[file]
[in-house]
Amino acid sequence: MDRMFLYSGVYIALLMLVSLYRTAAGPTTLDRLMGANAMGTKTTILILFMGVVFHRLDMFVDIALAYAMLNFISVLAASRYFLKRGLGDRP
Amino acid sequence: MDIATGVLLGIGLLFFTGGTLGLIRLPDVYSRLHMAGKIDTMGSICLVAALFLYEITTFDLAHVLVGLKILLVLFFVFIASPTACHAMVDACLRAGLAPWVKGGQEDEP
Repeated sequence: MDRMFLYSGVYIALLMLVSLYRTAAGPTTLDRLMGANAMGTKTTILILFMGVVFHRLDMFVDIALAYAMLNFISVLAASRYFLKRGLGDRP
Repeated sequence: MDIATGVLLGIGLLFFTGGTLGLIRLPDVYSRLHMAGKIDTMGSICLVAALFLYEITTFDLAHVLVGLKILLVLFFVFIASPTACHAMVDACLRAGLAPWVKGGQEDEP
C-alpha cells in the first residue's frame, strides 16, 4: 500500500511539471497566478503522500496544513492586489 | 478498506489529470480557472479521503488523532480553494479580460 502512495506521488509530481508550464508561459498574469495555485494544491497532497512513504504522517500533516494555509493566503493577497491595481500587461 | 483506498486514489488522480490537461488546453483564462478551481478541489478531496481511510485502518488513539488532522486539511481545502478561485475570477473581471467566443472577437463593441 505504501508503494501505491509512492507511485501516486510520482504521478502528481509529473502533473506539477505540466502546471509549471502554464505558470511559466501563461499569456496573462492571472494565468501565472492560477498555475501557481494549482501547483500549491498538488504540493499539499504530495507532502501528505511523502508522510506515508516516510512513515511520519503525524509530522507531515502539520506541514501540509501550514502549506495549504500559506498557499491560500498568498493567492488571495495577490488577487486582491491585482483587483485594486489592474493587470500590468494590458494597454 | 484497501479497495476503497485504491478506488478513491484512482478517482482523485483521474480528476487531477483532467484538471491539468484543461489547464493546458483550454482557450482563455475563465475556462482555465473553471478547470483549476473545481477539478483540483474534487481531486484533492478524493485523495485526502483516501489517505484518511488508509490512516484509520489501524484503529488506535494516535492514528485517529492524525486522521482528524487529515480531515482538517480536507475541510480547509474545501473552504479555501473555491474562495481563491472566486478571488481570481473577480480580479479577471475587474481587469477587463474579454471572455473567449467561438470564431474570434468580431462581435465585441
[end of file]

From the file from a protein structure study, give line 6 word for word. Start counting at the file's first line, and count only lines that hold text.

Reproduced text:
C-alpha cells in the first residue's frame, strides 16, 4: 500500500511539471497566478503522500496544513492586489 | 478498506489529470480557472479521503488523532480553494479580460 502512495506521488509530481508550464508561459498574469495555485494544491497532497512513504504522517500533516494555509493566503493577497491595481500587461 | 483506498486514489488522480490537461488546453483564462478551481478541489478531496481511510485502518488513539488532522486539511481545502478561485475570477473581471467566443472577437463593441 505504501508503494501505491509512492507511485501516486510520482504521478502528481509529473502533473506539477505540466502546471509549471502554464505558470511559466501563461499569456496573462492571472494565468501565472492560477498555475501557481494549482501547483500549491498538488504540493499539499504530495507532502501528505511523502508522510506515508516516510512513515511520519503525524509530522507531515502539520506541514501540509501550514502549506495549504500559506498557499491560500498568498493567492488571495495577490488577487486582491491585482483587483485594486489592474493587470500590468494590458494597454 | 484497501479497495476503497485504491478506488478513491484512482478517482482523485483521474480528476487531477483532467484538471491539468484543461489547464493546458483550454482557450482563455475563465475556462482555465473553471478547470483549476473545481477539478483540483474534487481531486484533492478524493485523495485526502483516501489517505484518511488508509490512516484509520489501524484503529488506535494516535492514528485517529492524525486522521482528524487529515480531515482538517480536507475541510480547509474545501473552504479555501473555491474562495481563491472566486478571488481570481473577480480580479479577471475587474481587469477587463474579454471572455473567449467561438470564431474570434468580431462581435465585441